PHOTOS: LGBT Celebs on the Blessing and Curse of Aging

By Daniel Reynolds

Originally published on Advocate.com July 31 2014 6:00 AM ET

Last weekend, the Los Angeles LGBT Center, which recently joined forces with Gay and Lesbian Elder Housing, threw its annual garden party, a "California Bluegrass"-themed soiree to support its mission of providing support, shelter, and services to LGBT seniors.

In the spirit of the occasion, The Advocate asked many of the stars present, including Olympian Greg Louganis, The Fosters' Peter Paige, GLAAD's Wilson Cruz, and Desperate Housewives' Tuc Wakins, to share what they most enjoy about growing older. Moreover, we also asked for the greatest challenges that come with aging, particularly for members of the LGBT community. See their responses below.

Lorri L. Jean, CEO of Los Angeles LGBT Center (pictured right)

Best part of growing older?
Being smarter, and having enough experience not to make some of the dumb mistakes I made when I was younger. More than that, I now have friendships for 20, 30 years that are incredibly meaningful to me, and that are deeper and different from when I was young and had only known someone for a year.

Greatest challenge of growing older?
Too many people in our community don’t understand the problems LGBT seniors face. There are seniors that are four times more likely than straight counterparts to live alone. They don’t have children and grandchildren to help support them in their older years, and everybody needs that kind of support whether they have money or not. For a lot of these folks, they live their lives in the closet, and they lose their partner, and then they are extremely isolated. Isolation, poverty, nobody to take care of them: those are three of the big issues that they face. And it’s something that the Center is working on.

Tuc Watkins (One Life to Live, Desperate Housewives)

Best part of growing older?
I am a new dad. I and my partner have twins that are 18 months old. And when I think about growing older, all I really think about is them. Family is really important to me, and there were a few people who I knew looked into surrogacy, which inspired me to look into surrogacy, which I think helps the LGBT community look into how to have a family. Ten years ago, I would have thought I’d be a guy that never has kids—[I thought at the time], 'I’ll be a great uncle to my sister’s kid.' And now there’s so many different avenues available to us to become 'traditional' families. And I have a family! I have a family now. I have a partner. I have two kids. And we’re a family. I look forward to aging with my partner and my kids. And they’d better take care of me when I’m older!

Greatest challenge of growing older?
I think the aging gay community, up until recently, has been an unknown entity... and I don’t think they should have to be marginalized. I don’t think they should have to be pocketed somewhere. I think they should be part of the mainstream. I think it’s really cool that GLEH is this organization that not only provides primary health care but guidance and housing for the elderly. They’re just what’s going to be the tip of the iceberg. There’s going to be a lot of organizations like this, but they’re the first ones who are doing this. So I’m really happy to be here this year, the year before, and now, because the LGBT community is a very loving community, and this is proof.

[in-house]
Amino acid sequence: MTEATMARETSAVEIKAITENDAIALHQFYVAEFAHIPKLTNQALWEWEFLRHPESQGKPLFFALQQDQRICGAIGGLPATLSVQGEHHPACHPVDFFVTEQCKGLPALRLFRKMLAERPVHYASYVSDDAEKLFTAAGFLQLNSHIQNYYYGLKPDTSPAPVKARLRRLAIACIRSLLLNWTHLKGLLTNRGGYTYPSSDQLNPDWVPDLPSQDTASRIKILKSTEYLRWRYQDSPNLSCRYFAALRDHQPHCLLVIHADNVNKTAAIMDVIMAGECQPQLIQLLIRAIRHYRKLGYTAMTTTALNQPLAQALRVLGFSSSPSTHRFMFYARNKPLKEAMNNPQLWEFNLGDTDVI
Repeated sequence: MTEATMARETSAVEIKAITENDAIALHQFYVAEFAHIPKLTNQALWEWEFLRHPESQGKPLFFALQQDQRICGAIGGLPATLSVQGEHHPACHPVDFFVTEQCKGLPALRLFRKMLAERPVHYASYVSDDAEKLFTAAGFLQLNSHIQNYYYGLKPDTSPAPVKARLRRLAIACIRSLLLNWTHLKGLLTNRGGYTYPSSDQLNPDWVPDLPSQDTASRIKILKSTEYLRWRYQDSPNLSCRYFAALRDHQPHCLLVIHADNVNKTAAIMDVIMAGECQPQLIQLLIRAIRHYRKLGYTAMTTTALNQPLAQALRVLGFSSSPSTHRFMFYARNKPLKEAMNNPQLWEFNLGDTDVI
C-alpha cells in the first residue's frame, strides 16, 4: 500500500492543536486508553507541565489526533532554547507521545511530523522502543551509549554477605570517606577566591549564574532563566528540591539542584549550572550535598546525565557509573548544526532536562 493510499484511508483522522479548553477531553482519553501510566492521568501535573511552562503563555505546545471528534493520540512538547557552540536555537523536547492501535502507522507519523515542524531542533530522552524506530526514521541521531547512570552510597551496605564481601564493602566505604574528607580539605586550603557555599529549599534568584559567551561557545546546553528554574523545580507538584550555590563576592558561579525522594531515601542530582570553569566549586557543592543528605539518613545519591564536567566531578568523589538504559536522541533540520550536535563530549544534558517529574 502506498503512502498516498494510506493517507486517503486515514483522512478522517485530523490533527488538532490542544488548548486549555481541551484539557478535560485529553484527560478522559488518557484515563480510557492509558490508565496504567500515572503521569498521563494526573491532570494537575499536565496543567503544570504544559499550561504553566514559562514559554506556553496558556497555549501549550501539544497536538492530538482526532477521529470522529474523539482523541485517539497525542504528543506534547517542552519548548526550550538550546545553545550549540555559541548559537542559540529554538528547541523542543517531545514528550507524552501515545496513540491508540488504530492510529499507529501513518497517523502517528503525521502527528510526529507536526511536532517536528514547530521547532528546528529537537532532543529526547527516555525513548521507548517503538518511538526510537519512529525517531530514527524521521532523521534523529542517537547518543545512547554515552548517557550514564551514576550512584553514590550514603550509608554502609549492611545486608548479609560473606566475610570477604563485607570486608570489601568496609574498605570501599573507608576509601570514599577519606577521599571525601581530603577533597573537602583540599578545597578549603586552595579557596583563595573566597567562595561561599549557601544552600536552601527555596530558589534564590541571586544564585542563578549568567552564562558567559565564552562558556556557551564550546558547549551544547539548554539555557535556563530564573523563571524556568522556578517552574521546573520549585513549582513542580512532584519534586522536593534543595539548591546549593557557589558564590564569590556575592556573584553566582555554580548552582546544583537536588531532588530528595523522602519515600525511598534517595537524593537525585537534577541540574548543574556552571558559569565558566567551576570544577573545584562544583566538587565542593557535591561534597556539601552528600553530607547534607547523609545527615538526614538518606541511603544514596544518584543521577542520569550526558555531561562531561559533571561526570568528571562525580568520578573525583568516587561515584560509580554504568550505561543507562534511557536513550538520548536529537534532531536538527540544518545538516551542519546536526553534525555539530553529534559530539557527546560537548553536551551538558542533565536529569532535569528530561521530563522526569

Peter Paige (The Fosters, Queer as Folk, pictured right)

Best part of growing older?
[laughs] Giving much less of a shit about what other people think.

Greatest challenge of growing older?
Resources. Community. [LGBT seniors] are from a generation that wasn’t out, necessarily, or was out in secret, that was decimated by HIV and AIDS. I think there’s a lot of challenges unique to that generation in terms of isolation and getting the resources to finish their days in fulfilled and safe ways. And dignity!

Wilson Cruz (GLAAD spokesperson, Red Band Society)

Best part of growing older?
Getting wiser. You hopefully don’t make the same mistakes. You gain knowledge and hopefully pass it on to somebody coming after you. That’s the best part — helping them avoid whatever pitfalls you fell into.

Greatest challenge of growing older?
We lost such a large part of our generation before this one. There isn’t a lot of modeling of how we get older, how we value people who came before us, [and] how we value people with more wisdom. There’s a challenge on their part to be understood. It’s up to us, the younger people, to give them the opportunity to live up to the wisdom that they have and that they can impart.

Greg Louganis (Back on Board)

Best part of growing older?
Being more at peace in my own skin. Not having to feel like I have to please everybody. Doing for yourself, but also be in service, too.

Greatest challenge of growing older?
It’s a very unique situation that many of the LGBT aging group has is a lot of us are HIV/AIDS survivors. We didn’t expect to be alive. When I hit in my 40s (I’m now 54),  I was like, ‘Oh my god! I have to get a job!’ I didn’t expect to be here, so now I have to figure out what I want to do when I grow up.

Blake McIver (The People's Couch)

Best part of growing older?
I started working and performing as a singer and actor when I was so young that I feel like I’ve been 40 my entire life. So it can only get better! I can’t wait. I’m finding my number will catch up with how I feel.

Greatest challenge of growing older?
Part of the problem with our community is that we are so youth-centric... It’s almost like, you reach a certain age and you’re gay, you almost don’t exist anymore. But I think that’s horrible. We’re all going to be there someday, so we need to respect and be appreciative of those that came before us.

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